Teaching Basic Money Concepts
Most of what I learned about basic money concepts as a child I
learned from observing my parents. It was easier to learn this way
back then because I grew up in a day when most transactions involved
trading cash for goods. We live in a different time now so kids
might not easily grasp concepts and need to be taught.
Teaching basic ideas about finances to kids while they’re young
helps you lay the foundation for sensible habits when they grow up.
One of the first basic facts you’ll need to cover with children is
what money actually is, and why people use it.
Begin by explaining about cash itself: different types like coins
and notes, how change works, as well as some more abstract ideas
such as checking accounts and debit or credit cards.
What Money Is and Why We Use It
Very young kids may be confused of the whole idea of cash and
trading value. The idea of a straight swap or exchange is more
natural to most kids. You can introduce the idea by setting up a
simple pretend shop with play money
in your house. Give your child some play cash and coins and let him
or her “shop” for items, and explain how much each thing costs in
relation to the play cash (keep prices simple, $1 or $2 at first).
Explain that it’s easier for people to use cash to buy all sorts of
different things, rather than trading for them, because money is
something that everyone can use.
Coins and Notes
Children may at first be confused about the fact that notes can be
worth more than coins. After all, many kids think the value of cash
is in what it’s made of – how can paper be worth more than silver?
You can also explain this with play cash – five of these coins is
worth one of these notes, for example.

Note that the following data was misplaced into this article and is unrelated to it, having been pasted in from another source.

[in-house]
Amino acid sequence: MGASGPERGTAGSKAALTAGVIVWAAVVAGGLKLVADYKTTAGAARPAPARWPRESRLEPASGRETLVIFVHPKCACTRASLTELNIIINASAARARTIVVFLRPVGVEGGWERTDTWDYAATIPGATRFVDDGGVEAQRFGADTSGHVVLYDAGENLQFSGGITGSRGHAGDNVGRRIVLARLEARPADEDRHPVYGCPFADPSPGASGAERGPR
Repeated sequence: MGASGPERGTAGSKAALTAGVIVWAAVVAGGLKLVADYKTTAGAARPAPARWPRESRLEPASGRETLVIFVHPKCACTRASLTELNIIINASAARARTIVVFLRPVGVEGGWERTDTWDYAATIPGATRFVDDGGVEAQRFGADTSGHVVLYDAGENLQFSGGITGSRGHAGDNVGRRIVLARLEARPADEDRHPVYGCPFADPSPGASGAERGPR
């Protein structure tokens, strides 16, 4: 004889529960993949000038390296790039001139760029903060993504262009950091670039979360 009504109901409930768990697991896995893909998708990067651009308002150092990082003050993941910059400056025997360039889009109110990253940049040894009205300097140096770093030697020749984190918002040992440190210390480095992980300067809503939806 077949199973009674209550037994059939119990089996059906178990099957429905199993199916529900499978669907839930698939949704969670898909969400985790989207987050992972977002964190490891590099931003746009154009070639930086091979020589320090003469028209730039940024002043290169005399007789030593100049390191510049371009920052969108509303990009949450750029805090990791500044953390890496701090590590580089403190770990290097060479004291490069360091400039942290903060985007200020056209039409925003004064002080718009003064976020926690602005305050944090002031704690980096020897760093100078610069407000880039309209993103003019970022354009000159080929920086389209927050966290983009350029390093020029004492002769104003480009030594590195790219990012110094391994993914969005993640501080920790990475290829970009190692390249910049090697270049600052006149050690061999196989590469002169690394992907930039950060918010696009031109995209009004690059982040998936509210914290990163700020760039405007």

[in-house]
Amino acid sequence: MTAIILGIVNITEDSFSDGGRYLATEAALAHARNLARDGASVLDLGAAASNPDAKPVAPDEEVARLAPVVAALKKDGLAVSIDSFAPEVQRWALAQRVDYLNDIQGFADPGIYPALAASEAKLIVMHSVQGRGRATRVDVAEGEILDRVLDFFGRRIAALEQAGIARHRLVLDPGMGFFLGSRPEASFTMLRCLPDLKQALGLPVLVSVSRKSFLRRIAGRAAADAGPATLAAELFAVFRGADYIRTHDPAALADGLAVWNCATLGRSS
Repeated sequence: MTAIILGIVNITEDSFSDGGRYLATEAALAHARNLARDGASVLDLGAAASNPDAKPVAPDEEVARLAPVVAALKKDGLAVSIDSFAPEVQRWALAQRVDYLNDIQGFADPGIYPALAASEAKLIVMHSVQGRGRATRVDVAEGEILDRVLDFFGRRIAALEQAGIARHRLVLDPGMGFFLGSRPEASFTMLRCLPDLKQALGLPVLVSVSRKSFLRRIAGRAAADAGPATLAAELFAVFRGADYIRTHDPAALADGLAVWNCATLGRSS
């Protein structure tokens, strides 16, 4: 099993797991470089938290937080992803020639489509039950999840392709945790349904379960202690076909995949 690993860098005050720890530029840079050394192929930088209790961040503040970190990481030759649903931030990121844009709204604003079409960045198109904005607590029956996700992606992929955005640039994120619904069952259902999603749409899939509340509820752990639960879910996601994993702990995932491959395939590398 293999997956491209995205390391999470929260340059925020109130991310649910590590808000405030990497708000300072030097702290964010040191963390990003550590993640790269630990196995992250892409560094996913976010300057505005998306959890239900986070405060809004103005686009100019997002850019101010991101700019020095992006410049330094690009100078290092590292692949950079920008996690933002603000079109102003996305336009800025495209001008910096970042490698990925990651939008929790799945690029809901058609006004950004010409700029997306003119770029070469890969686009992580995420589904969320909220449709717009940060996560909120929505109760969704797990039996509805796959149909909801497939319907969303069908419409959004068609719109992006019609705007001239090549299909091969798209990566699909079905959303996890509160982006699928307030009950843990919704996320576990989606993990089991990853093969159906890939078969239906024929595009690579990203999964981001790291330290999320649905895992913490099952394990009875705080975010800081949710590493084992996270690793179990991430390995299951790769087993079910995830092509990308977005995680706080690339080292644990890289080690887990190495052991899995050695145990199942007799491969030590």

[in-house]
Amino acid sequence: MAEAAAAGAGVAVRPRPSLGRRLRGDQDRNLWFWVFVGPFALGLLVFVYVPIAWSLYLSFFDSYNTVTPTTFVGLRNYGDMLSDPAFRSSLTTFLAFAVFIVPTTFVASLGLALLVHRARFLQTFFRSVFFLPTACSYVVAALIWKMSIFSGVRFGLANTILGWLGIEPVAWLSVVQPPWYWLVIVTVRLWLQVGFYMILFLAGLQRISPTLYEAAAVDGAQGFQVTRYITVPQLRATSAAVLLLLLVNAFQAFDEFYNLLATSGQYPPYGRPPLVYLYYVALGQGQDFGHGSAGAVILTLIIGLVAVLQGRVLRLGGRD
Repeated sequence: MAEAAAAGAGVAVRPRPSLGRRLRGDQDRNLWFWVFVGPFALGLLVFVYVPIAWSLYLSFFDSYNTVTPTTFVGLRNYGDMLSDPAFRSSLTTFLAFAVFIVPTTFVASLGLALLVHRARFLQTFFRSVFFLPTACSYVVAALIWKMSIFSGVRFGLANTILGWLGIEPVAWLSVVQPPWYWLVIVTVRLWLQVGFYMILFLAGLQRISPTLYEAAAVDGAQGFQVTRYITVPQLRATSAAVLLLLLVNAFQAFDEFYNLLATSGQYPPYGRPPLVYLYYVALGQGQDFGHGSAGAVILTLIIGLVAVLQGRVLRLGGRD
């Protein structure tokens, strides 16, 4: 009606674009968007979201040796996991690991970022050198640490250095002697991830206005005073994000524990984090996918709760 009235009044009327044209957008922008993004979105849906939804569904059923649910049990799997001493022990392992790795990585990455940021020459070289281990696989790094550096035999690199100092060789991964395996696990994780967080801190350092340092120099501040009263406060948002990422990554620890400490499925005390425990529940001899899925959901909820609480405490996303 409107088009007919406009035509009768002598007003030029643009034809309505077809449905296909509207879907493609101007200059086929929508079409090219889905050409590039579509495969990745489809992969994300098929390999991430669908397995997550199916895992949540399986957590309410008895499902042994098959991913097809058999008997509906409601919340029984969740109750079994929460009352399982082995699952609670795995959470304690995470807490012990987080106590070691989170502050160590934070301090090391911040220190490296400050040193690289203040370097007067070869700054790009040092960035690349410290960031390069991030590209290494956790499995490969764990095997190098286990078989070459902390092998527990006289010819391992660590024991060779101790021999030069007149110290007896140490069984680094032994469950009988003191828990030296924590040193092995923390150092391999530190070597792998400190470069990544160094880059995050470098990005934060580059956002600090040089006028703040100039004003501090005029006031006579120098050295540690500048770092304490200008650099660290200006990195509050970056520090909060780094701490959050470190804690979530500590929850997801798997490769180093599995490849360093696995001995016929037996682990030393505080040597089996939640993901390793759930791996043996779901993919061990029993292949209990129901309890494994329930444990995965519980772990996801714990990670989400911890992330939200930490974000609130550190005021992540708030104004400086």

To help older kids learn the value of the coins you can play
a simple game
Give each child several coins of each denomination. Write an amount
on a piece of paper and see who can come up with the most ways to
match the amount you wrote down with the coins they have.
For example, if you write down 45 cents, they could do 4 dimes and a
nickel, a quarter and two dimes, etc. This will not only reinforce
the values of the coins but will also give them counting practice.
Try these worksheets for printable counting activities
changes with coins
For younger kids, the gumball machines
at supermarkets are a
great way to teach them how cash is used. Allowing them to put in a
dime or quarter to get a gumball will teach them the basic concept
of exchanging money for goods.
a gumball machine teaches
kids about money concepts
Teaching Basic Money Concepts- Change
After they've learned how notes and coins work, you can get in the
idea of change. This can also be done through your home play store.
(Your child will need to have basic counting skills before you
attempt to teach this). Simply have your child buy a $2 item with a
$5 note, and give the appropriate $3 change. After you’ve done this
a few times and the child understands the idea, switch roles and
have him or her play the shopkeeper and calculate the right change.
a simple cash register game
Ideas About Money
As well as the fundamental practical side of dealing with cash, it’s
important to teach kids some abstract basic money concepts. With
some of these ideas you’ll have to wait until the child reaches a
certain age and level of intellectual development, but a few basic
tips can be explained to kids at quite a young age. For example:
- Money is important and shouldn’t be wasted. Explain that most
of what you have in life is paid for with cash. Let the
kids know the house, car, their clothes, and the food they eat
is paid for with cash. Money is an important tool and should be
treated with respect.
- Earning cash requires work.
Kids need to understand that money doesn’t grow on trees. Let
them understand that you work to earn cash, and when you start
giving out an allowance,
make sure they work for it by doing
chores around the house.
You can make teaching basic money concepts part of everyday life.
See our Teaching Money Skills
for more games and worksheets to print.